US 2421423 A
Description (OCR text may contain errors)
June 3, 1947. s, KRASNOW 2,421,423
METHOD AND APPARATUS FOR TAKING PHYSICAL MEASUREMENTS IN BOREHOLES Original Filed Oct. 29, 1936 2 Sheets-Sheet l IZ F l5 /7 awe/who's June 3, 1947. 's KRASNOW 2,421,423
METHOD AND APPARATUS FOR TAKING PHYSICAL MEASUREMENTS IN BOREHOLES Original Filed Oct. 29, 19 56 2 Sheets-Sheet 2 Patented June 3, i947 EJNHTE METHOD AND APPARATUS FOR TAKING PHYSICAL MEASUREMENTS IN BORE- HOLES Shelley Krasnow, Arlington County, Va., assignor to Geophysical Development Corporation,
Washington, D. 0., a corporation of Delaware Original application October 29, 1936, Serial No. 108,312. Divided and this application February 15, 1943, Serial No. 475,944
8 Claims. 1
This invention relates to a method and app ratus for making physical measurementsin inaccessible locations, and has particular reference to a method and apparatus for making physical measurements in deep bore holes.
An object of the invention is to provide a method and apparatus such that aknowledge of physical conditions at a site may be'gained at a considerable distance from the sitewithout the intermediacy of any electric cables. In the particular application mentioned, a knowledge may be gained at the surface of the earth of physical conditions many thousands of feet below the surface.
A further object of the invention is to providean apparatus and method such that measurements of more than one physical quantity may be made in rapid succession.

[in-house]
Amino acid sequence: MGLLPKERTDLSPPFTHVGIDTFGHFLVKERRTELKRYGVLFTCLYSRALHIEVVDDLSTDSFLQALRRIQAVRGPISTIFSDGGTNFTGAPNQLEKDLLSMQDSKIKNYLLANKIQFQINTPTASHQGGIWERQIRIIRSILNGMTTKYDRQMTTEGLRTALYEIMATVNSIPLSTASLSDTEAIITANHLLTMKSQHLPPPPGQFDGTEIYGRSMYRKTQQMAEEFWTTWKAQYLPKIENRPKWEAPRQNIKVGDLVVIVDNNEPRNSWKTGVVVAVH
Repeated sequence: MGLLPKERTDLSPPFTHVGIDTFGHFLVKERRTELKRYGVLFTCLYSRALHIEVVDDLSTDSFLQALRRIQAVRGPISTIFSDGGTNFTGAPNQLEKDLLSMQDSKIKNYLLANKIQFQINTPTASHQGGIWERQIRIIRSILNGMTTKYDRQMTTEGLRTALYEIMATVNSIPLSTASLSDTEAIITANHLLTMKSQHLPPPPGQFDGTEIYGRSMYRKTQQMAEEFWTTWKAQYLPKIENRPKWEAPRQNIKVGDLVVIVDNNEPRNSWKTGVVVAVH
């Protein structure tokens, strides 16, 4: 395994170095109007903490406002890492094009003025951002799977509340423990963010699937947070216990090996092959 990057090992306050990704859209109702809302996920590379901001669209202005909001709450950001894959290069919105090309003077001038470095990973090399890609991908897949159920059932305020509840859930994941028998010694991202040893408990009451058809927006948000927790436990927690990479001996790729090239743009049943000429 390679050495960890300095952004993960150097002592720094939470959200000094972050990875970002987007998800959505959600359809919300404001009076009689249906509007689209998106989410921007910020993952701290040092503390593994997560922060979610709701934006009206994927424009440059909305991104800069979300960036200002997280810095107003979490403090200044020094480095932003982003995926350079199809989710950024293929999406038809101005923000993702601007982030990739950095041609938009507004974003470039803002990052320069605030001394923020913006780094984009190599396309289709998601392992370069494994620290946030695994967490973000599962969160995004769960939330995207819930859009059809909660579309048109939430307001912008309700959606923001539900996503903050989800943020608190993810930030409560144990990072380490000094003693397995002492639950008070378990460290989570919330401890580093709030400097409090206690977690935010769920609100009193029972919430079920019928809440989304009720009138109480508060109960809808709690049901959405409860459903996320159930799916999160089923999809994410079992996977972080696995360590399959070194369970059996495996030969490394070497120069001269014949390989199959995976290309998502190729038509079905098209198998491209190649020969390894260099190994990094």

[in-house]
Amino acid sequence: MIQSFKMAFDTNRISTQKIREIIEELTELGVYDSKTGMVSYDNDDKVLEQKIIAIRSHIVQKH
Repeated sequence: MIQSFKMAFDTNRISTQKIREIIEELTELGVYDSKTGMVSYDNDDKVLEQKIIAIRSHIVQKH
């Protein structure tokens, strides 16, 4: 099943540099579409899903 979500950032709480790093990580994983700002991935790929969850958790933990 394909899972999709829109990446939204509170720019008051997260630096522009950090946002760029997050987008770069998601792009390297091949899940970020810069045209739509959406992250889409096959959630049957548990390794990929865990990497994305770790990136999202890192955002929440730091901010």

A still further object of the invention is to provide an apparatus and method such that two or more physical quantities may be measured simultaneously.
Reference is had to the accompanying drawings in which:
Figure 1 is a, schematic view showing the apparatus applied to taking physical measurements in a bore hole.
Figure 2 shows a schematic view of the sound generator used for measuring temperature.
Y Figure3 shows a schematic view of a corresponding generator for measuring pressure.
Figure 4 shows a, schematic view of a corresponding generator for measuring electrical properties.
Figure 5 shows an enlarged view of the element sensitive to pressure, used in the generator shown in Figure 3, the section being taken across the lines l--I in Figure 3.
Figure 6 shows a partial schematic view of the circuit used in the generator shown in Figure 4.
Figure '7 shows a further schematic view of the circuit used in the generator shown in Figure 4.
Figure 8 shows/a schematic partial view of a generator for measuring inclination.
Figure 9 shows a schematic partial View of a generator for the simultaneous or successive measurement of temperature and pressure.
Figure 10 shows the wiring diagram of the circuit used in measurement of temperature.
Figure 11 shows the wiring diagram of the circuit used for measuring pressure.
Figure 12 shows schematically the arrangement for detecting vibrations.
Figure 13 shows a modulated wave form suit- 2 able for the simultaneous measurement of two physical quantities.
The measurement of certain physical quantities such as pressure and temperature in bore holes, has proved to be of great practical importance. A number of methods have been devised for obtaining these measurements. One
method, in common use, is to send down a cartridge containing an apparatus for recording graphically the change in physical conditions as the apparatus is lowered, or in a simpler form, to record the value of a physical quantity at a single depth. Another method much used is to convert the physical quantity being measured into an electrical quantity (if the quantity being measured is not itself, in fact, electrical) and by means of electric cables extending upward from the measuring element make possible the indirect measurement of the physical quantity at the surface.